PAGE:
"There haven't been that many that have divested. And there aren't that many that are really that active in shareholder engagement. There's just the apathetic middle," he said.
Insua and Daly both agreed that it is important to spur more church institutions to actively investigate and evaluate what their money is funding. There is also consensus on the importance of investing in solutions to climate change.
In June 2020, Daly helped establish two climate solutions funds among 16 Dominican congregations through Morgan Stanley to finance projects that address climate change and meet the U.N. Sustainable Development Goals.
In recent years, the Catholic Impact Investing Collaborative, founded by O'Shaughnessy, has brought church organizations together to invest in projects and companies that protect the planet and promote Catholic social teaching. A pilot project set to launch later this year aims to help institutions share resources and evaluate joint investment opportunities.
The pope weighs in
The Catholic debate about divestment predates Francis, but his election in 2013 and Laudato Si' fueled the push to rid church finances of fossil fuels. While the encyclical did not address divestment head on, in it Francis offered hints of what he believed.
In Paragraph 165, he wrote: "We know that technology based on the use of highly polluting fossil fuels — especially coal, but also oil and, to a lesser degree, gas — needs to be progressively replaced without delay."
The line quickly became a rallying cry for divestment advocates, and the encyclical gave impetus to the decisions of many Catholic divesting institutions.
A year after the encyclical was published, and around the time the Global Catholic Climate Movement arranged the first joint fossil fuel divestment announcement, Cardinal Peter Turkson, prefect of the Dicastery for Promoting Integral Human Development, told NCR the Vatican had not developed a policy on fossil fuel investments.
But Catholics began urging the Vatican to do so, including the Laudato Si' Generation, a youth offshoot of the Global Catholic Climate Movement, and the issue was included in the final document of the 2018 Synod of Bishops on young people.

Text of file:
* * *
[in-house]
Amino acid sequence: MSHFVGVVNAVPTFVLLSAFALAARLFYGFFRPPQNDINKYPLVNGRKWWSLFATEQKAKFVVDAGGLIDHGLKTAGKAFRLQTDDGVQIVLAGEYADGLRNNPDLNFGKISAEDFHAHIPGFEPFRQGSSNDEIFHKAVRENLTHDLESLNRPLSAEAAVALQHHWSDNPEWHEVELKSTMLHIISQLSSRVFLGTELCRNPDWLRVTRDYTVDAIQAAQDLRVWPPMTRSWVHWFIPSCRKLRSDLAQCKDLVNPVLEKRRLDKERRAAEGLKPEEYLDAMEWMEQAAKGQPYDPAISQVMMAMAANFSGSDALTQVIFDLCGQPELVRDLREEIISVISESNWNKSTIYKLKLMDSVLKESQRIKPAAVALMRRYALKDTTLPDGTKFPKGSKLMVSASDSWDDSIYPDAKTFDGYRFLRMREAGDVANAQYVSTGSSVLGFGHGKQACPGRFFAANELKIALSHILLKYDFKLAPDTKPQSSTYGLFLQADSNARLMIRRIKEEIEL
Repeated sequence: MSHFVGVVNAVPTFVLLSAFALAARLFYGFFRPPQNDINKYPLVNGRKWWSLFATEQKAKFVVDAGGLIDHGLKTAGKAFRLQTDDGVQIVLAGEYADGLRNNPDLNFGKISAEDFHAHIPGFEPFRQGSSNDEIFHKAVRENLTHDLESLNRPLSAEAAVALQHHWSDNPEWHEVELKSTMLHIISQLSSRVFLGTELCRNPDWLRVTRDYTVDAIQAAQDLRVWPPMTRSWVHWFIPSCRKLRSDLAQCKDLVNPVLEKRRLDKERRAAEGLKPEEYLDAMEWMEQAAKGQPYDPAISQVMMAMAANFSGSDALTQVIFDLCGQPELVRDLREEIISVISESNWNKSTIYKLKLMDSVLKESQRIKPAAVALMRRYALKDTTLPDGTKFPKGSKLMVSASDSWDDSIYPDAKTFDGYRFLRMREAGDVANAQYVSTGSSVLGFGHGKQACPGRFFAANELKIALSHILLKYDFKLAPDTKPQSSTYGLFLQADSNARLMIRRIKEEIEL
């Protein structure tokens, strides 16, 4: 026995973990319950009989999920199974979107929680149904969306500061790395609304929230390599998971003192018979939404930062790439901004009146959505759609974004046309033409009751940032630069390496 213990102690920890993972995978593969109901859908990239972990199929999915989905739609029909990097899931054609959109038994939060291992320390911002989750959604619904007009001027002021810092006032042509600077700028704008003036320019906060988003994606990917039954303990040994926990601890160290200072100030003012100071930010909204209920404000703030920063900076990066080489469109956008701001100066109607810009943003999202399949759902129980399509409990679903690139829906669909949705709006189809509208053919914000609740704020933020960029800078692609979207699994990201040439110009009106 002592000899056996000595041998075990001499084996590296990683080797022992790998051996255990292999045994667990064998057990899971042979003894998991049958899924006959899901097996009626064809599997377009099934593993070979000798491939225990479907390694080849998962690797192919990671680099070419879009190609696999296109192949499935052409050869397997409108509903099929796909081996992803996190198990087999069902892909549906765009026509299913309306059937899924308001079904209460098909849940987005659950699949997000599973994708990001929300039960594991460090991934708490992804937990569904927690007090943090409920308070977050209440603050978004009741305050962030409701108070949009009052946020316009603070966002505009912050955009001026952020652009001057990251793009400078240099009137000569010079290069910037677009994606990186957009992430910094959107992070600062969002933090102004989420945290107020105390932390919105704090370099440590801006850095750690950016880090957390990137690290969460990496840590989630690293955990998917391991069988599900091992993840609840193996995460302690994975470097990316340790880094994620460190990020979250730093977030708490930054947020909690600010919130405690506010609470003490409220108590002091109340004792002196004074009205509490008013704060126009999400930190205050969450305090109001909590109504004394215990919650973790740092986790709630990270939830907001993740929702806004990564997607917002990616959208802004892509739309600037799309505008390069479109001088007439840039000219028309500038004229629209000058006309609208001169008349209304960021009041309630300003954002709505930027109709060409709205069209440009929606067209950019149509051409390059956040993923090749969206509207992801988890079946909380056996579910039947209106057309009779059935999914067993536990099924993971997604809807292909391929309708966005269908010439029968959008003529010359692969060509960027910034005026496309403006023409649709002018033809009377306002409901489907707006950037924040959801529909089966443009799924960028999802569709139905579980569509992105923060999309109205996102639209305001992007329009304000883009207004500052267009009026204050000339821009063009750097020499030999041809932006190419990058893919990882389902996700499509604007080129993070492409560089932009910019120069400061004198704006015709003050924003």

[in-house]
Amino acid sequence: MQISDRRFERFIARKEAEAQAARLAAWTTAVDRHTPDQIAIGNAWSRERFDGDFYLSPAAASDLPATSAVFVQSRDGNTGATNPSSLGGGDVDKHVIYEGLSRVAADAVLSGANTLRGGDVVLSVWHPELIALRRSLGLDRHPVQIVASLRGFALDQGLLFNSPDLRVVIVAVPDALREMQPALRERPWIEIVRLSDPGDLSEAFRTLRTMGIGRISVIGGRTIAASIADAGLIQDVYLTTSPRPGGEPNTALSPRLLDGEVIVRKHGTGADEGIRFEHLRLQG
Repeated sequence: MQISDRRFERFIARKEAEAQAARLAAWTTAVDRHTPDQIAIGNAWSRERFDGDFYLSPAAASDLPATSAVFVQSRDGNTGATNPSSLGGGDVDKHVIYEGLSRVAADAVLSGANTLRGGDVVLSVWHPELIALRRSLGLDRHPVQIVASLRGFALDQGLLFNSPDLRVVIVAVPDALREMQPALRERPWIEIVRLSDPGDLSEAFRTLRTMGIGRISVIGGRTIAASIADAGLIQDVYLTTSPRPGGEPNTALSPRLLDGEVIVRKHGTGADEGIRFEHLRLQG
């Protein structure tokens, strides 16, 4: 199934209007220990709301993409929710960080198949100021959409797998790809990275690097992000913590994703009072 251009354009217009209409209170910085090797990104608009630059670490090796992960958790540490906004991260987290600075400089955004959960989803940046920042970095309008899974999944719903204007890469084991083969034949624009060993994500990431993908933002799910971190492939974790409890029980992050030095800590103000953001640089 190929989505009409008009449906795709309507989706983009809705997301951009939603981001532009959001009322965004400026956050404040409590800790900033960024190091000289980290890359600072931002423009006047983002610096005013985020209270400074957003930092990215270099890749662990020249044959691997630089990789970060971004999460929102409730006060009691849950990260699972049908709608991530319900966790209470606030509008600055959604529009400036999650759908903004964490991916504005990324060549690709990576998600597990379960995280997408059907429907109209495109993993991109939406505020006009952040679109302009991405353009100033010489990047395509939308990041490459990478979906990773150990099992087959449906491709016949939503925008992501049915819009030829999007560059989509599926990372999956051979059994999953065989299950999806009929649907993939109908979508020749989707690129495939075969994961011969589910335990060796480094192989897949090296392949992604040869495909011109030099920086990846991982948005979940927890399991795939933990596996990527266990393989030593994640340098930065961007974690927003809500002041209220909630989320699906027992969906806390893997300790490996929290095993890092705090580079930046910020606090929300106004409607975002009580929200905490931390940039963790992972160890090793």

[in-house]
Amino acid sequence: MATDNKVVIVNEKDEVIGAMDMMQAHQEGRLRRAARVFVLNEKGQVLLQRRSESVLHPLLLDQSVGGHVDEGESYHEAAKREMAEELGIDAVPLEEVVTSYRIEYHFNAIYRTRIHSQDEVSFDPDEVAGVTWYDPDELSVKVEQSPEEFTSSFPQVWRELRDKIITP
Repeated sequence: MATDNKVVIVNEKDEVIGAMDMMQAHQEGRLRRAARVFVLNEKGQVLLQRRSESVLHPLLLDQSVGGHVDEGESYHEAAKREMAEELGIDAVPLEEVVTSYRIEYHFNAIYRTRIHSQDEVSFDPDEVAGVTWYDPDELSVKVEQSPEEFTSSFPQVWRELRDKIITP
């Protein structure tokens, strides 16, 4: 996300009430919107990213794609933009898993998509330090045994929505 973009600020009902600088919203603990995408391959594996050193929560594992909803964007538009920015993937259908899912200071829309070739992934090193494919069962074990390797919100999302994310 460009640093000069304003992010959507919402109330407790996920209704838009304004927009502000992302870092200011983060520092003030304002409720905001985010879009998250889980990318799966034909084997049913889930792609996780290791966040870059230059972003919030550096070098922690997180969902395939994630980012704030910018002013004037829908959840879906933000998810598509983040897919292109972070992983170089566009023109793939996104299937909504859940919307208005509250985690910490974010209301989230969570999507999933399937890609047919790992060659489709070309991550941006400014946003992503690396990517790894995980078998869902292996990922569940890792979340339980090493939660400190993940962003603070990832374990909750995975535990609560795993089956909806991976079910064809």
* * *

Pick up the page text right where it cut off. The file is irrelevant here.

More recently, however, Francis and the Vatican have left little doubt about where they stand on divestment.
During a meeting with top oil and investment executives at the Vatican in June 2018, Francis lamented that companies continued to search for new fossil fuel reserves, while scientists say most must remain underground to meet the Paris Agreement goals.
"Civilization requires energy, but energy use must not destroy civilization!" Francis said.
A year later, he told the same group of fossil fuel executives, "A radical energy transition is needed to save our common home."
And in a speech during the Oct. 10, 2020, global TEDx Countdown on climate change, Francis addressed investments directly, proposing three courses of action to avert "radical and catastrophic climate change." One was an energy transition through "a gradual replacement, but without delay, of fossil fuels with clean energy sources," that is quick and attentive to the poor, local communities and energy workers.
"One way to encourage this change is to lead businesses toward the urgent need to commit themselves to the integral care of our common home, excluding from investments those companies that do not meet the parameters of integral ecology, while rewarding those that work" to promote sustainability, social justice and the common good, Francis said.
In May 2020, the integral human development dicastery included fossil fuel divestment and reinvestment in renewable energy among the benchmarks in its Laudato Si' Action Platform, an ambitious initiative to mobilize the full church toward sustainability in the spirit of the encyclical over a seven-year timeline.